• The veteran bookkeeper

    An accountant with 20 years’ tenure bleeds a nonprofit dry

    Many fraud examiners are familiar with stories of fraud taking place because too much trust was placed in an employee. This problem is most prevalent in small organizations because a single person may be relied on to complete multiple job functions. In the ACFE’s 2018 Report to the Nations, organizations with less than 100 employees experienced a median loss of $200,000 per fraud instance — nearly double the amount that larger organizations experienced. Small organizations also may not have the resources to put anti-fraud controls in place. The report found that 42% of fraud instances in small organizations were caused in part by a lack of internal controls, compared to 25% in larger organizations. Too much trust in one veteran bookkeeper led one small nonprofit to lose approximately $3 million.

    Susan* was a trusted employee at a small 501(c)(3) that operated under a larger national organization. She was the longest tenured employee, having worked there for 20 years, and served as a historical resource for other employees. The executive director, Marilyn* relied on Susan for a variety of tasks. Susan rarely took vacations. When she started a new side business, she told coworkers that it was her mother’s business. Marilyn noticed that Susan often had new handbags and drove a nicer car than anyone else but didn’t think about it too much.

    At a human level, while Marilyn was absolutely brilliant, resolute and honest about what was going on, this took a terrible toll on her. She is a strong woman, but I could tell when we spoke that it was a nightmare for her.

    One day Marilyn was talking to her friend, who happened to be the banking officer for the organization, about future projects she wanted to undertake. The banking officer seemed surprised and informed Marilyn of the low cash balance the organization had. The banking officer also commented how surprised she was at how many checks were written to Susan.

    Marilyn quickly called in their law firm, which in turn hired a CFE for a consultation. The CFE explained, “After much discussion, I advised them to hire a CPA firm to attempt to quantify the individual checks, amounts and length of time — I felt having a firm quantify these amounts independent of me would provide a clearer audit trail at trial. After they completed their project, we began our engagement. It was at this time that we discovered her patterns and sheer breadth of the embezzlement.”

    They soon discovered Susan had a pattern of behavior that she had exhibited for more than a decade. She would write herself checks and would either use Marilyn’s signature stamp or forge her signature. Within the accounting system, she would code these checks to an obscure general ledger account. Since the financials and general ledger were never reviewed by anyone other than Susan, there was little risk for her. Later, she would alter the checks and recode the expenditures out of the obscure account to a general ledger account befitting the type of expenditure.

    Prior to their bank introducing item imaging, Susan would simply remove the canceled checks (from the bank statement package) she wrote to herself and destroy them. When the bank began using check imaging, she covered her tracks in a rudimentary way. During an interview, the hired CFE asked Susan what software program she used to alter the check images in the bank statements. “She looked at me quizzically, and said, ‘I didn’t use software. I cut-and-pasted.’”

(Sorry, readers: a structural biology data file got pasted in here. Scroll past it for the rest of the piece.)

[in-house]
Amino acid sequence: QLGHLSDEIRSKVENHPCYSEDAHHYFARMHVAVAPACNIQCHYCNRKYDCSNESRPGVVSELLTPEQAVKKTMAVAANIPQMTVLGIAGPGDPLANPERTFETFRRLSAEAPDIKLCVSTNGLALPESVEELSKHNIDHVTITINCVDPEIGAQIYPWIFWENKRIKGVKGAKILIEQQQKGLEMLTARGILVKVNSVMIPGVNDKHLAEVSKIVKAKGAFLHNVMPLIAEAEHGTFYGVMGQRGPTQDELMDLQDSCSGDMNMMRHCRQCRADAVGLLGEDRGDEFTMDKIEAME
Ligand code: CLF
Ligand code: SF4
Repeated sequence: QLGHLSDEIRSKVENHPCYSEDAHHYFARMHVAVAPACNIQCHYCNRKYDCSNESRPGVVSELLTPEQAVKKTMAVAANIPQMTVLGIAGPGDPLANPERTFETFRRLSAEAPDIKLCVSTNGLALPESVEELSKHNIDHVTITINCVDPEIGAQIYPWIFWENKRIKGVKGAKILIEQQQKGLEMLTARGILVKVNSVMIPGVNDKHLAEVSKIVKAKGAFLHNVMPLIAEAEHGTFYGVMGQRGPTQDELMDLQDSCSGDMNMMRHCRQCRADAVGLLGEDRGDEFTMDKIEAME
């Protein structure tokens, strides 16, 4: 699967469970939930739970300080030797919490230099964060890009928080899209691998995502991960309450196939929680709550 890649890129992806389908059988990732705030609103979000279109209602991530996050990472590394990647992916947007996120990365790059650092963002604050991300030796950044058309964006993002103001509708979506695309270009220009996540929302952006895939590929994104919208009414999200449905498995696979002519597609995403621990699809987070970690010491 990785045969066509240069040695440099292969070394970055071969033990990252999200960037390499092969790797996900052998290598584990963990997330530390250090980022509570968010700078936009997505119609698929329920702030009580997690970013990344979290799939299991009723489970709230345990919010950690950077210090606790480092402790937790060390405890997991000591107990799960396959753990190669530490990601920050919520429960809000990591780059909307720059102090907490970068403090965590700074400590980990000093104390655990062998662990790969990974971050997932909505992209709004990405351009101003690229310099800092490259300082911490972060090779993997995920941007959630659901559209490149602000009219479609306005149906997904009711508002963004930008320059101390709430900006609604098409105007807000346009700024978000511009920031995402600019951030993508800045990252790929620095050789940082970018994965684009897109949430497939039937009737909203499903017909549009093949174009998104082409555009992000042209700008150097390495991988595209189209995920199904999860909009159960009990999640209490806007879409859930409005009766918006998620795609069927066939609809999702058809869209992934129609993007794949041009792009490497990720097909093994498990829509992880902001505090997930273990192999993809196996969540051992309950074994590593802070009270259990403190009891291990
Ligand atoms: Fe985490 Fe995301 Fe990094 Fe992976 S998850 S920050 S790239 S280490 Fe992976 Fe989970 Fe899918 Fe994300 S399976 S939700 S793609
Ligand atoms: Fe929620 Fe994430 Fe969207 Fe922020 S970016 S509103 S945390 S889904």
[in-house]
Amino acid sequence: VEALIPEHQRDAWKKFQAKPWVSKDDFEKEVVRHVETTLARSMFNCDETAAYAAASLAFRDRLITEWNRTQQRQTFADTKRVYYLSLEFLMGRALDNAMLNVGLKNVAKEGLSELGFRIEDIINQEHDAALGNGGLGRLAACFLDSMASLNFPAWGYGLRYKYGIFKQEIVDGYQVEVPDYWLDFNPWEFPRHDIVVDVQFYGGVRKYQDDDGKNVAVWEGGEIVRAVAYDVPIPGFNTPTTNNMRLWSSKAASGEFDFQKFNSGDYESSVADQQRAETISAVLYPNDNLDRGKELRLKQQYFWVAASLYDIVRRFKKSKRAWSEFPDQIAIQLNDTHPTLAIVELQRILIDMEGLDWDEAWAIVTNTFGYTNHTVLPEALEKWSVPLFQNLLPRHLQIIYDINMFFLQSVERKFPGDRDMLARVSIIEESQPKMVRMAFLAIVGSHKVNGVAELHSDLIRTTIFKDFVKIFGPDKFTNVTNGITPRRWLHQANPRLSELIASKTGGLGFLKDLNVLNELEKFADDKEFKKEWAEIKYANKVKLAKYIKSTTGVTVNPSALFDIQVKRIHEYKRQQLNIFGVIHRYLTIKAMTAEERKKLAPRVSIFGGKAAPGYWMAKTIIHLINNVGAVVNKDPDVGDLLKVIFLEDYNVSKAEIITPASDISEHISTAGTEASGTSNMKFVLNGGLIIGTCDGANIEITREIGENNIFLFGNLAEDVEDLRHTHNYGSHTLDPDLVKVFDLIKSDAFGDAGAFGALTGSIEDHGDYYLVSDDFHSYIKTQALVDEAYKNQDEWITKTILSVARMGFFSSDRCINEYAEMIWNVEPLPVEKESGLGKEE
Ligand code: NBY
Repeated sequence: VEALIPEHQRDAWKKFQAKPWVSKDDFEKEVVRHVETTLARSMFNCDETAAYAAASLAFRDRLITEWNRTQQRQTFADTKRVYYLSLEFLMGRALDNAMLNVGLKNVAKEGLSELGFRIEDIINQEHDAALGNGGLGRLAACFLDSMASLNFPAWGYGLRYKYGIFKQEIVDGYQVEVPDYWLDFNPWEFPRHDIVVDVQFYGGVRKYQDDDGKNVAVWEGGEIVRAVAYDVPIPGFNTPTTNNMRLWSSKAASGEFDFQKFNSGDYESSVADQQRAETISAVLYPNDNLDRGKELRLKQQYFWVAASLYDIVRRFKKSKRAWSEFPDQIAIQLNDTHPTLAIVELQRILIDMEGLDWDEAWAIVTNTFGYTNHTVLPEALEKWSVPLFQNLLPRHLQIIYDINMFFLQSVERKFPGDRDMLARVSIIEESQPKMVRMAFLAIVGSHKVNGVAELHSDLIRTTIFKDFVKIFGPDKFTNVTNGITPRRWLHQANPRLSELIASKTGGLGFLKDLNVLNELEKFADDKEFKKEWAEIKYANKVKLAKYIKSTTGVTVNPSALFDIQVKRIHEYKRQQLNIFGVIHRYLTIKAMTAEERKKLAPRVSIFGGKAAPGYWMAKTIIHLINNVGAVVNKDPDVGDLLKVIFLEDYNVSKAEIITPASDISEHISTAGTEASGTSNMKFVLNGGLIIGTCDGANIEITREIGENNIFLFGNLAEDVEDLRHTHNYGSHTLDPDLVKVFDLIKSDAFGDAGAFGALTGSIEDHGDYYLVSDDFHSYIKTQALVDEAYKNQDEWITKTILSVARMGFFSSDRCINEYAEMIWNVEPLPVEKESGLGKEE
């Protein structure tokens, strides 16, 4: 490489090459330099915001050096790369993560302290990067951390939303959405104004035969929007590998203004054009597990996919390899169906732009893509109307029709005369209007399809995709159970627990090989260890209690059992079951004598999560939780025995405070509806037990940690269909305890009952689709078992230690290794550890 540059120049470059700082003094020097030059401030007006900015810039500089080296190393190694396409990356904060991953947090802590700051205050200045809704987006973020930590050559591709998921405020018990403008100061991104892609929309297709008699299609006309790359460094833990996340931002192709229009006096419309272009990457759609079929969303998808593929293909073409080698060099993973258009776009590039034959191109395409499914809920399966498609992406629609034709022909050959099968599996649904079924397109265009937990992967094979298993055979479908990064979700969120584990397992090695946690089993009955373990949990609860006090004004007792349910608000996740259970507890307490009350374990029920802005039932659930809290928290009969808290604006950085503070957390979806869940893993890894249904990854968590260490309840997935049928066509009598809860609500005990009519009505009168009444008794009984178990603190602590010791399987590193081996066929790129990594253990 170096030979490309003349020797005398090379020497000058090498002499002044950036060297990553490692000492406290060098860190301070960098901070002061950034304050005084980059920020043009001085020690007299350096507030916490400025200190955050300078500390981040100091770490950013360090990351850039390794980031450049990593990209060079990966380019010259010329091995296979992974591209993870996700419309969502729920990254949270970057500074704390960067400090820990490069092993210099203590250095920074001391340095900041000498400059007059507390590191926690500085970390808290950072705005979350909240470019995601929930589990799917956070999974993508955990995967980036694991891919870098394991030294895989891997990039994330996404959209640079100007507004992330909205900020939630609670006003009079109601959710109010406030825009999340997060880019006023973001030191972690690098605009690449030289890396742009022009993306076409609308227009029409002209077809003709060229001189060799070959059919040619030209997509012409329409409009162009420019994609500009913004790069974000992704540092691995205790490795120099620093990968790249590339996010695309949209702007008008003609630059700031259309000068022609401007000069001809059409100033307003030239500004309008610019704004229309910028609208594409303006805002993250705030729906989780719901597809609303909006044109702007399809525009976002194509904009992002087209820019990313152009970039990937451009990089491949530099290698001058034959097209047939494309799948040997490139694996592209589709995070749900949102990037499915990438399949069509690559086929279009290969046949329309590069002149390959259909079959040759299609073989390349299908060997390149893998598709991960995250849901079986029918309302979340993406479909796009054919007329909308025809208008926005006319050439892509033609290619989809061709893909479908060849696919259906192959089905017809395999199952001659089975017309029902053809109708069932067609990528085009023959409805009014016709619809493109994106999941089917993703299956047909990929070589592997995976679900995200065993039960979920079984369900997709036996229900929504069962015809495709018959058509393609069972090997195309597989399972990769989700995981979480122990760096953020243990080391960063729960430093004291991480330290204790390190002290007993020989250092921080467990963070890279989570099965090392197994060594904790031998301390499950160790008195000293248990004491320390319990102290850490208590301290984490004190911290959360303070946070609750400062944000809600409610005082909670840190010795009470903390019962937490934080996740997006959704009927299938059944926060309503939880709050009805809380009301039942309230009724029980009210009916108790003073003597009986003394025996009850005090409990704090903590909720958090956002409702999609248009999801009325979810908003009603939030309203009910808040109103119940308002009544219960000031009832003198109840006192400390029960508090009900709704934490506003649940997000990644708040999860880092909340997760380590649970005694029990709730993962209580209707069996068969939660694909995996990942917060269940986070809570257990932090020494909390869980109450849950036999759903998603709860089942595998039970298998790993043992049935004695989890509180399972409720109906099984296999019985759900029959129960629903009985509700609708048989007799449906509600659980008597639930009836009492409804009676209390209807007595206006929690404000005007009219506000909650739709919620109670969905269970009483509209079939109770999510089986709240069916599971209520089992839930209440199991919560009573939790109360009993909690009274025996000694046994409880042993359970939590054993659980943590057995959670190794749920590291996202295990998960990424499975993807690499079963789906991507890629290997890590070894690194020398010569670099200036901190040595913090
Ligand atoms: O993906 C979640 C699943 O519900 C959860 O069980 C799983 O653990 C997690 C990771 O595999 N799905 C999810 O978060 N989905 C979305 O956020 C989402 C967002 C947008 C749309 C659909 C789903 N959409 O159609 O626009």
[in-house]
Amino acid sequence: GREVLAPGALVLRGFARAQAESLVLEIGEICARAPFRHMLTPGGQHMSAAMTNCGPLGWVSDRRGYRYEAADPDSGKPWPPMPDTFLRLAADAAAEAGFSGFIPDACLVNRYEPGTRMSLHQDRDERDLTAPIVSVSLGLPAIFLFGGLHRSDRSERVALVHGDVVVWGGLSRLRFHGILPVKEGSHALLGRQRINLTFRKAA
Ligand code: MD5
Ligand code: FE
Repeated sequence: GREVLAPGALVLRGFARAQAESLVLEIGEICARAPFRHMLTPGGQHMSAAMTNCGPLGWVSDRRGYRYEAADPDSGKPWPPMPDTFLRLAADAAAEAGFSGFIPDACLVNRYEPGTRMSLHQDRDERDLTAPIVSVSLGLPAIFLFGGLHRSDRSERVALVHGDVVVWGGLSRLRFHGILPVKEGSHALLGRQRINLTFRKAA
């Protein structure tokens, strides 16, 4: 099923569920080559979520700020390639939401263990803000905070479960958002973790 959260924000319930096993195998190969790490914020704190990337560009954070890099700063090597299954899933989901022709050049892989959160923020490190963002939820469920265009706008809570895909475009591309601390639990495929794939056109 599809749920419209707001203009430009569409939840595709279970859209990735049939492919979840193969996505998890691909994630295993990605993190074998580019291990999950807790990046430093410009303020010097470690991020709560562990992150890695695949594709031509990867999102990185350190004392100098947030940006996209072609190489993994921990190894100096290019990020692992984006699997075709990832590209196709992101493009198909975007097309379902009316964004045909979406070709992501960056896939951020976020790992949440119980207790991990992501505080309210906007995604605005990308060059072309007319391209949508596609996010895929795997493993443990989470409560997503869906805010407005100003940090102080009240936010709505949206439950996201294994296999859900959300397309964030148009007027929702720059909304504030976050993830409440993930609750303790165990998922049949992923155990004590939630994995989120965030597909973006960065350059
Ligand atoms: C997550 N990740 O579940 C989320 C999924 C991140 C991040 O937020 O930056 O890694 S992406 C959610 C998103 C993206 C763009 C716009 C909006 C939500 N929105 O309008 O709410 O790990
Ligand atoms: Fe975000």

Susan said that she would make copies of previous bank statement images, cut out a vendor name using an exacto knife and paste the vendor name over her name in the image. Then she would re-copy the current sheet of images. “I asked her if anybody ever inquired about the strange look of the images, and she said she made copies of the images sheets and never gave anybody an original bank statement,” explained the CFE. “I asked her specifically if the auditors ever requested original bank statements, and she said that if they did, she only gave copies and nobody ever objected.”

    I asked her specifically if the auditors ever requested original bank statements, and she said that if they did, she only gave copies and nobody ever objected.

    The organization’s bank only kept statements and image records for seven years prior, but the investigators requested and randomly examined older records from off-site storage. That sample showed the same pattern of canceled checks, leading investigators to determine Susan’s scheme had lasted more than 10 years.

    In the end, Susan stole an estimated $2.8 million and was sentenced to 57 months in federal prison. However the damage was deeper than a dollar amount. “At a human level, while [Marilyn] was absolutely brilliant, resolute and honest about what was going on, this took a terrible toll on her,” explained the CFE. “She is a strong woman, but I could tell when we spoke that it was a nightmare for her. The board members I worked with displayed the typical range of emotions – disbelief, anger, anguished worry – but were unyielding in their resolve to see the case through.”

    Lessons from the CFE: The clarion call on this one was a step back to basics. I think all of us lean toward the idea that numbers tell the primary story. This case is proof of the fallibility of this thought process. The basic integrity of any systems-based process is within the system structure, protocols and adherence to each step within the protocols. If there are barriers to protocol, say, a small staff inherently creating separation of duties issues, then workarounds and mitigation must be considered. The scary part of this fraud was that two separate CPA firms missed this fraud, and it was simply due to not increasing their sample sizes and accepting documents that, while appearing authentic, were not.